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Know the West

From missile silo to theme park

Tourists can explore the home of a Minuteman


CACTUS FLATS, S.D. - Wind whistles through a 16-foot-tall chain-link fence at the Delta-09 MX Missile Site, east of Wall. Beyond, white-faced cattle clip away at blue grama and buffalo grass, and in the distance, the plains slice into the dramatic landscape known as the White River Badlands.

Just a few years ago, this remote land held the ingredients for mass destruction. Soon, it will welcome visitors from all over the world: Ten years after the fall of communism in Eastern Europe, a peace dividend of sorts is being collected in South Dakota.

In December, President Clinton signed a bill creating the Minuteman Missile National Historic Site, to be administered by Badlands National Park in southwestern South Dakota. The 25-acre unit includes a deactivated Minuteman II missile silo, its launch-control facility, and a yet-to-be-built Cold War interpretive center.

The bill was sponsored by Sen. Tim Johnson, D-S.D., who says the Minuteman silo and launch facility best represent America's land-based nuclear arsenal from the Cold War.

President Kennedy called the missile system his "ace in the hole."

The 1991 Strategic Arms Reduction Treaty signed by the United States and the former Soviet Union turned the site away from war preparedness. The treaty required a deactivation of some Soviet and American intercontinental ballistic missiles (ICBMs), including 450 single-warhead Minuteman II nuclear missiles.

Although the location of the Minuteman site was chosen, in part, to draw tourists from along Interstate 90 connecting the South Dakota badlands and the Black Hills, supporters contend the new historic site is not meant as a tourist attraction.

"This is not a tourist trap. This is an education site," says Tim Pavek, the Minuteman II deactivation manager from nearby Ellsworth Air Force Base.

"You cannot deny that the Cold War greatly influenced corporate America and the American people, from our economics to our social life. We won't simply interpret the Cold War technology represented at the site; we'll interpret the Cold War in its broader context, as a significant aspect of our social fabric. For the first time, the American public will be able to see the secret world of the ICBM."

An untold story

Bill Supernaugh, superintendent for Badlands National Park, welcomes the added responsibilities the new unit means for his staff.

"We'll be able to bring people to a site that was on alert just a few years ago," he says. "Most people have never seen the nuclear sites we've hidden underground. It's an untold story that's very exciting."

Few opposed the designation. "I have heard some people say this is a waste of money, but it's not widespread," Pavek says. Even ranchers who gave up land to house the underground missile sites in the Dakotas, Wyoming and Montana have not complained.

The national historic site will kick up some economic activity for the area. As many as 10 permanent jobs will be created and an estimated annual operating budget is about $400,000.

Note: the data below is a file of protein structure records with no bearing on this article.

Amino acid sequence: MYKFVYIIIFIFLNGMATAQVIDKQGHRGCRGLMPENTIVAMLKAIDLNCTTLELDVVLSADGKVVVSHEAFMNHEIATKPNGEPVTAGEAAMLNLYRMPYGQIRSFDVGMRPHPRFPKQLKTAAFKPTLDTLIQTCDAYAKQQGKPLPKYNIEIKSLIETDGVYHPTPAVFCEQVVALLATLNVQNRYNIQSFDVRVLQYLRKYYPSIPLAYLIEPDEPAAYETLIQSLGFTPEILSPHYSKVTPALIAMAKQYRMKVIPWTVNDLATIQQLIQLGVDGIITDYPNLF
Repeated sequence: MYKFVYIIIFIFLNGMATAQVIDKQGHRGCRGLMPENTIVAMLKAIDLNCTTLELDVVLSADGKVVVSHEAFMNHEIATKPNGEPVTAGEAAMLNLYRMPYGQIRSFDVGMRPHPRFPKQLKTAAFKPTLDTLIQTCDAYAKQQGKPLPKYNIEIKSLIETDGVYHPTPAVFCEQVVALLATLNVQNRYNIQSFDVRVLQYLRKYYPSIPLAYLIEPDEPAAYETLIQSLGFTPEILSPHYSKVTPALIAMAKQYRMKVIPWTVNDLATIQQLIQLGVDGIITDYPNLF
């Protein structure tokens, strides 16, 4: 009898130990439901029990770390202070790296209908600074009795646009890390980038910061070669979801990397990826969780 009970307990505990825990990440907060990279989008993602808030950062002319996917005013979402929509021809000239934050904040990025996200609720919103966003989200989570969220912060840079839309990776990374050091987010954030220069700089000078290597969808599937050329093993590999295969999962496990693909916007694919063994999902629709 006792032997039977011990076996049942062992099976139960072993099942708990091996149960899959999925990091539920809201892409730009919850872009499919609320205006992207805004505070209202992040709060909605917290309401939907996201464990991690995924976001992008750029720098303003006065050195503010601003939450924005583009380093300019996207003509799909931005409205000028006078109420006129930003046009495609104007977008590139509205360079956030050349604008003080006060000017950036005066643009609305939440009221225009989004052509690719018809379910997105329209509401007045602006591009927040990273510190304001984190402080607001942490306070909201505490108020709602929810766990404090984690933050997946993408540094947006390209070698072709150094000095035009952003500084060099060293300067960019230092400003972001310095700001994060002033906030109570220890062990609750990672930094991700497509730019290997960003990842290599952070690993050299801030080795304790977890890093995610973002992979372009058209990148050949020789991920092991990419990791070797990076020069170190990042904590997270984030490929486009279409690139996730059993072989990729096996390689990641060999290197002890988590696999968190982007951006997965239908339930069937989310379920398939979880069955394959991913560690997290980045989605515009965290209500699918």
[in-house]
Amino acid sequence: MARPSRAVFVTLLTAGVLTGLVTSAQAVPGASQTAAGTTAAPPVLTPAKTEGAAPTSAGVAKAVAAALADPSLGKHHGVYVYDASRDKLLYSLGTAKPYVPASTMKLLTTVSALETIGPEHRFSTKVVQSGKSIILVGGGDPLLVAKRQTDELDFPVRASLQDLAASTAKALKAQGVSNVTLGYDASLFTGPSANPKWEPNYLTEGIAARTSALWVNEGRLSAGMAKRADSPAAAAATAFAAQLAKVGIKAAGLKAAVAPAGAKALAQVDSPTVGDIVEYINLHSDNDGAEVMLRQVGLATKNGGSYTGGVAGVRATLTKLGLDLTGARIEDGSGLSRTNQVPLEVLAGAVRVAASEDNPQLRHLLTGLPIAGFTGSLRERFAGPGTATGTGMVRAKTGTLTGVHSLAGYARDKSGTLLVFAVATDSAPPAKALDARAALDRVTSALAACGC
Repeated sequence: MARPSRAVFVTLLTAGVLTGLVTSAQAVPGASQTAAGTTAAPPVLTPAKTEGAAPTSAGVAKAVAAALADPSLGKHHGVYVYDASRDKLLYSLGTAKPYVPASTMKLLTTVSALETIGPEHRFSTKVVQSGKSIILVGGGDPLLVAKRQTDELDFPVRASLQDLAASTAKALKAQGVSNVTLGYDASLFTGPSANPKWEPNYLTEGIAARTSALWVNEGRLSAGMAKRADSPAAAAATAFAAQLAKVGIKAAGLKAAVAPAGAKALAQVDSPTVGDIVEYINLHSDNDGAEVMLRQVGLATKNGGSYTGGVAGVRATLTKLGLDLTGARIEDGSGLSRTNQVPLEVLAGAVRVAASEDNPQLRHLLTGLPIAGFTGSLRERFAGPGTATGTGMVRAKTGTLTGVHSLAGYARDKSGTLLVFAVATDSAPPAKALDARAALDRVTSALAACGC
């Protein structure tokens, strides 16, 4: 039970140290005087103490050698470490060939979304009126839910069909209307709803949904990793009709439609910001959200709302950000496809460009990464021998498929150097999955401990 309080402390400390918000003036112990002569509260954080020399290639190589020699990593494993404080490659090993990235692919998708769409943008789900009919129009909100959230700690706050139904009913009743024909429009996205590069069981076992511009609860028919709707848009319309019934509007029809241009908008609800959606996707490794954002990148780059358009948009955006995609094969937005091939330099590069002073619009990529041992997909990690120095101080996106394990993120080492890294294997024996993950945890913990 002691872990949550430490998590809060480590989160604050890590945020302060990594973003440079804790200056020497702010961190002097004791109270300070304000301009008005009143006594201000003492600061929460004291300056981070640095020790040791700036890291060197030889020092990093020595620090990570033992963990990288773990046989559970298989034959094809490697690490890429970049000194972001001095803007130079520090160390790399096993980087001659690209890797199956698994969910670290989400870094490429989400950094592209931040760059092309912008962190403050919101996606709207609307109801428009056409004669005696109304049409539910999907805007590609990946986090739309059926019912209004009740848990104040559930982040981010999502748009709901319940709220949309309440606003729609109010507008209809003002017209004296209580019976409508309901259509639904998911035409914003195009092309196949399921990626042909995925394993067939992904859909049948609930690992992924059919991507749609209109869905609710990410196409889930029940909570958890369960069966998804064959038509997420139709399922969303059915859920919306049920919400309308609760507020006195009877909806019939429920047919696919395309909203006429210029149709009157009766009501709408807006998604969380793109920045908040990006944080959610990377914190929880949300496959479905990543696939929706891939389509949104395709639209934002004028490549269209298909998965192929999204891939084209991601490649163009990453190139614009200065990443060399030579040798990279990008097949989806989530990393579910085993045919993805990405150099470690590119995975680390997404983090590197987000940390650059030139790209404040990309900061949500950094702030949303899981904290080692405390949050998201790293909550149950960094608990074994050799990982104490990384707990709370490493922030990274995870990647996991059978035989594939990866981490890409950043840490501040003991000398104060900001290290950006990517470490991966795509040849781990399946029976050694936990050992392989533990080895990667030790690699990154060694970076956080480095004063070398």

Visitors will likely start at the interpretive center, to be located just off the interstate. There, they will be introduced to the Cold War through such means as newsreel films of the Cuban Missile Crisis of 1963. Next, they'll take a bus to the launch-control facility. Tour guides dressed as "missileers' will lead no more than six visitors at a time 30 feet below ground to see the push-button technology that could have ignited World War III.

"They'll be cramped down there," says Marianne Mills, chief of resource education at Badlands National Park. The control pod, which housed two missileers for 48 hours at a time, measured a mere 12 feet by 28 feet, Mills says.

"The pod is absolutely lined with very old computer technology, circa 1970s. Visitors will see banks of radio equipment and two obvious working areas, as well as bunks on the wall, a microwave oven and a bare toilet."

Mills adds that it took two keys to launch a missile, and that a sign on the "blast door," in parody of Domino's Pizza, guaranteed a missile's delivery "in 30 minutes or less or your next one is free."

The missile silo itself, several miles from the launch site, marks the visitor's third destination. Visitors there can stare down through a Plexiglas cover at the 80-foot-deep, 12-foot-diameter launch tube. Inside, standing as if ready, will be a 58-foot-long, 72,000-pound, nuclear-tipped "mock" Minuteman II missile. Wayside exhibits and a brochure will also be available at the silo site.

"They'll be able to contemplate the ironic contrast of this mechanized weapon of mass destruction within the serenity of the beautiful prairie and badlands," Pavek said.

A terrifying era

Pavek, a Rapid City native, says he remembers the emotional impact the Cold War had on him when he was a child.

"I vividly remember lying in bed, with the windows open, waiting to go to sleep, only to have the silence broken by the distant rumble of B-52 bombers taking off from Ellsworth Air Force Base. As the rumble increased in intensity, then gradually disappeared in the distance, I lay awake wondering whether or not the planes would ever return, whether if, within minutes, we would see the fireballs of Soviet nuclear bombs detonating over western South Dakota."

Pavek believes the Cold War needs interpretation, especially for post-Cold War generations. "Those were some scary times," he says. "My kids have no idea what it was like. This site will be a place for us to learn and to remember our past."

The Minuteman Missile National Historic Site should be ready for the public in three to five years. It is the 379th unit in the National Park System.

Tom Domek is a writer who lives in Custer, South Dakota.


  • Tim Pavek, 2103 Scott Dr., Ellsworth Air Force Base, SD 57706-4711 (605/385-2687).

Copyright © 2000 HCN and Tom Domek